Walter H. Banzhaf and M. Rose Banzhaf, Individually and as Representatives
of the Estate of Frederick John Banzhaf; Angie King; and Herman's Sporting
Goods, Inc., Appellants Vs. ADT Security Systems Southwest, Inc., Appellee

Tex. App. LEXIS 6162- September 7, 2000, Decided
September 7, 2000, Filed

SUBSEQUENT HISTORY: Petition for Review Denied January 25, 2001.

PRIOR HISTORY: Appeal from 192nd District Court of Dallas County.

DISPOSITION: Reversed in part, affirmed in part, and remanded.


PROCEDURAL POSTURE: Appellant store employee, appellant parents of deceased
employee, and appellant store challenged a decision from the 192nd District
Court of Dallas County (Texas), granting summary judgment for appellee
security systems company and denying appellant store's motion for summary
judgment in suit against appellee alleging negligence, design defect, and
violations of Tex. Bus. & Com. Code Ann. § 17.01 et seq. (1987 & Pamph.
Supp. 2000).

OVERVIEW: Appellant employee was severely injured, and decedent was killed
during a robbery of appellant store. Appellant employee and appellant
parents of decedent sued appellee security systems, which had provided a
security system under contract to appellant store. Appellants alleged
negligence, design defect, and violations of the Texas Deceptive Trade
Practices - Consumer Protection Act (DTPA). On appeal, the court reversed
and remanded that portion of appellee's summary judgment against appellant
parents on their DTPA claim because appellee failed to include the appellant
parents in their motion for summary judgment. As to appellant employee,
appellee owed no duty to her, in either contract or tort, and no duty was
owed to her as a consumer. Appellee also owed no duty under contract or tort
to appellant parents. Appellants failed to introduce more than a scintilla
of evidence that appellee had specific control over the security of the
premises. Appellants failed to show a defectively designed product. The
trial court did not err in denying appellant store's summary judgment on
appellee's claim for indemnity. The court affirmed the remainder of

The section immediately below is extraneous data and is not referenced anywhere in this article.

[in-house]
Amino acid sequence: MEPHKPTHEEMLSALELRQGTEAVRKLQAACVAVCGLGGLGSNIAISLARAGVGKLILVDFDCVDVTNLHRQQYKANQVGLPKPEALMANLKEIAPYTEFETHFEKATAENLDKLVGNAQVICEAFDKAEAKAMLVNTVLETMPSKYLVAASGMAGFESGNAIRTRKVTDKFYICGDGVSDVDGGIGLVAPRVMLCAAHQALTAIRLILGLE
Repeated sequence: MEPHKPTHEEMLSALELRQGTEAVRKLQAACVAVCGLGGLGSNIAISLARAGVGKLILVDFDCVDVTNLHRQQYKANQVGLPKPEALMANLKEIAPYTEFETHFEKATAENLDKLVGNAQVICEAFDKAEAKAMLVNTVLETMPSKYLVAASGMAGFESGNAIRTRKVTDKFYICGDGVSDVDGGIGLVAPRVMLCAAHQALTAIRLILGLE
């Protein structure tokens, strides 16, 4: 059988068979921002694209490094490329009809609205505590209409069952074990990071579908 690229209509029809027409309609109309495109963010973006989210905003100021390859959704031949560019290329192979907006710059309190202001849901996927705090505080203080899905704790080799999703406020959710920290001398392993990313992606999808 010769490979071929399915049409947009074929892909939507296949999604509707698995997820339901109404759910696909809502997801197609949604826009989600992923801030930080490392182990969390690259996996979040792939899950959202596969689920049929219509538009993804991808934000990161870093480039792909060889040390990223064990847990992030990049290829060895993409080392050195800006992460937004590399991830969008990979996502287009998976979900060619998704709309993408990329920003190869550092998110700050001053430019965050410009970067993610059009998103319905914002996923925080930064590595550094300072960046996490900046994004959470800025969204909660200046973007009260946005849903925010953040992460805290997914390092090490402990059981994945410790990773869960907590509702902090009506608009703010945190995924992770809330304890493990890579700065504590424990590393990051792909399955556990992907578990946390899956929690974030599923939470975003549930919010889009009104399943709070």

appellee's judgment.

OUTCOME: Summary judgment was reversed as to appellant parents statutory
consumer protection claim as appellee failed to name appellant parents in
the motion for summary judgment. As to the remaining claims, summary
judgment for appellee was affirmed. Appellee owed no duty under contract or
tort to appellants. Defective design of the security system was not shown.

COUNSEL: FOR APPELLANT: Charles W. Mcgarry, Law Offices Of Charles W.
Mcgarry, Dallas, TX, Kimberly Munson, J. Brantley Saunders, The Barbknecht
Firm, Dallas, TX, Randall R. Moore, Tony D. Crabtree, Hyatt, Crabtree &
Moore, Attorneys At Law, Dallas, TX, Malcolm Guy Renwick, Renwick & Pierret,
Attorneys at Law, Arlington, TX.

FOR APPELLEE: Jeffrey Tillotson, John T. Cox III, Lynn, Stodghill,
Melsheimer & Tillotson, Attorneys At Law, Dallas, TX.

JUDGES: TERRY McCALL, JUSTICE. Panel consists of: W. G. Arnot, III, Chief
Justice, and Jim R. Wright, Justice, and Terry McCall, Justice.


OPINION: [*183]

Angie King was severely injured, and Frederick John Banzhaf was killed
during a robbery of the Herman's Sporting Goods, Inc. (Herman's) store in
Richardson. n1 Both were employees of Herman's. The robbery was committed by
another Herman's employee and his accomplice. King and the parents of
Banzhaf sued ADT Security Systems Southwest, Inc. (ADT), which had provided
the security system for Herman's. Plaintiffs alleged negligence, design
defect, and violations of the Texas Deceptive Trade [**2] Practices -
Consumer Protection Act (DTPA), TEX. BUS. & COM. CODE ANN. § 17.01 et seq.
(Vernon 1987 & Pamph. Supp. 2000). ADT subsequently filed a third-party
claim against Herman's, seeking indemnification based upon the written
contracts between ADT and Herman's. The trial court granted summary judgment
to ADT against plaintiffs and, after a bench trial, granted ADT a judgment
against Herman's. We reverse and remand that portion of ADT's summary
judgment against the Banzhafs on their DTPA claim because ADT failed to
include the Banzhafs in their motion for summary judgment on that claim. We
affirm the remainder of ADT's judgment against the plaintiffs and ADT's
judgment against Herman's.

- - - - - - - - - - - - - - Footnotes - - - - - - - - - - - - - - -

n1 Banzhafs estate is represented by his parents who also made their claims
based upon his death. We will refer to King and the Banzhafs collectively as

- - - - - - - - - - - - End Footnotes- - - - - - - - - - - - - -

Background Facts The following facts are undisputed. Prior to its
liquidation in bankruptcy, Herman's was a nationwide [**3] chain of
sporting goods stores. Herman's had a national contract with ADT for ADT to
install and monitor alarm systems in all of the Herman's stores throughout
the country. The national contract set out certain basic alarm services that
ADT would provide the various stores, but an individual store could vary
those basic services by executing a separate written agreement with ADT. The
Richardson store executed a separate agreement with ADT.